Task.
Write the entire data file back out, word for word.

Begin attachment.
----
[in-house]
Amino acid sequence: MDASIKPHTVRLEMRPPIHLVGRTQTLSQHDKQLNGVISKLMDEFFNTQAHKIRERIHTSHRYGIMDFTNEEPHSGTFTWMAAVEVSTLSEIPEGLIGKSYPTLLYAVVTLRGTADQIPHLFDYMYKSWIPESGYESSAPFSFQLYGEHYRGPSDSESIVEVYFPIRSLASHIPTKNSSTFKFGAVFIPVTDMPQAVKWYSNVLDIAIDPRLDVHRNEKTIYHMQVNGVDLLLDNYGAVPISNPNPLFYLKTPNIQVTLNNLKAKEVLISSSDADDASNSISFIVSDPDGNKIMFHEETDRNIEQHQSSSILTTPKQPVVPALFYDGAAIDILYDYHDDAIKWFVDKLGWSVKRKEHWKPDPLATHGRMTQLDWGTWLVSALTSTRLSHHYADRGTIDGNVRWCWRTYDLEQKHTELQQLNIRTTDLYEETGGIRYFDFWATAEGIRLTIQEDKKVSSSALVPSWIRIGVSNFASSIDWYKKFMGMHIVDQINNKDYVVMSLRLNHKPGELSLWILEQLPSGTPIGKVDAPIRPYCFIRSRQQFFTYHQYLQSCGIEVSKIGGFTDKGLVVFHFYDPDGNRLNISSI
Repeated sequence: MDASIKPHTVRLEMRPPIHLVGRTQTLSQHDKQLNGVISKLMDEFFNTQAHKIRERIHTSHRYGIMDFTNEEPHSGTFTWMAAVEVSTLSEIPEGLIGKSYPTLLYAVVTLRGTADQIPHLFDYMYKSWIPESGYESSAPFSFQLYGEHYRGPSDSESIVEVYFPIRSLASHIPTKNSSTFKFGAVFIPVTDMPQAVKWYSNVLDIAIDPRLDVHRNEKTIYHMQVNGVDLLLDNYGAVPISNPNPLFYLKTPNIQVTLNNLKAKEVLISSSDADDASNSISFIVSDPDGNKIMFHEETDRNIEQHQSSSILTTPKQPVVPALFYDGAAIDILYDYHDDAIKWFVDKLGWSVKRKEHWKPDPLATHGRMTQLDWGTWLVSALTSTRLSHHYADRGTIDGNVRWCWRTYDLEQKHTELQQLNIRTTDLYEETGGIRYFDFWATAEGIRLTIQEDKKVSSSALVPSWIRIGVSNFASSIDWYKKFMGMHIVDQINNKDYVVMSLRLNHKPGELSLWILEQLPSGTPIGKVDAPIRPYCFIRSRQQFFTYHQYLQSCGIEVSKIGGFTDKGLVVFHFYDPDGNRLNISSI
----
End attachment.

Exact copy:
[in-house]
Amino acid sequence: MDASIKPHTVRLEMRPPIHLVGRTQTLSQHDKQLNGVISKLMDEFFNTQAHKIRERIHTSHRYGIMDFTNEEPHSGTFTWMAAVEVSTLSEIPEGLIGKSYPTLLYAVVTLRGTADQIPHLFDYMYKSWIPESGYESSAPFSFQLYGEHYRGPSDSESIVEVYFPIRSLASHIPTKNSSTFKFGAVFIPVTDMPQAVKWYSNVLDIAIDPRLDVHRNEKTIYHMQVNGVDLLLDNYGAVPISNPNPLFYLKTPNIQVTLNNLKAKEVLISSSDADDASNSISFIVSDPDGNKIMFHEETDRNIEQHQSSSILTTPKQPVVPALFYDGAAIDILYDYHDDAIKWFVDKLGWSVKRKEHWKPDPLATHGRMTQLDWGTWLVSALTSTRLSHHYADRGTIDGNVRWCWRTYDLEQKHTELQQLNIRTTDLYEETGGIRYFDFWATAEGIRLTIQEDKKVSSSALVPSWIRIGVSNFASSIDWYKKFMGMHIVDQINNKDYVVMSLRLNHKPGELSLWILEQLPSGTPIGKVDAPIRPYCFIRSRQQFFTYHQYLQSCGIEVSKIGGFTDKGLVVFHFYDPDGNRLNISSI
Repeated sequence: MDASIKPHTVRLEMRPPIHLVGRTQTLSQHDKQLNGVISKLMDEFFNTQAHKIRERIHTSHRYGIMDFTNEEPHSGTFTWMAAVEVSTLSEIPEGLIGKSYPTLLYAVVTLRGTADQIPHLFDYMYKSWIPESGYESSAPFSFQLYGEHYRGPSDSESIVEVYFPIRSLASHIPTKNSSTFKFGAVFIPVTDMPQAVKWYSNVLDIAIDPRLDVHRNEKTIYHMQVNGVDLLLDNYGAVPISNPNPLFYLKTPNIQVTLNNLKAKEVLISSSDADDASNSISFIVSDPDGNKIMFHEETDRNIEQHQSSSILTTPKQPVVPALFYDGAAIDILYDYHDDAIKWFVDKLGWSVKRKEHWKPDPLATHGRMTQLDWGTWLVSALTSTRLSHHYADRGTIDGNVRWCWRTYDLEQKHTELQQLNIRTTDLYEETGGIRYFDFWATAEGIRLTIQEDKKVSSSALVPSWIRIGVSNFASSIDWYKKFMGMHIVDQINNKDYVVMSLRLNHKPGELSLWILEQLPSGTPIGKVDAPIRPYCFIRSRQQFFTYHQYLQSCGIEVSKIGGFTDKGLVVFHFYDPDGNRLNISSI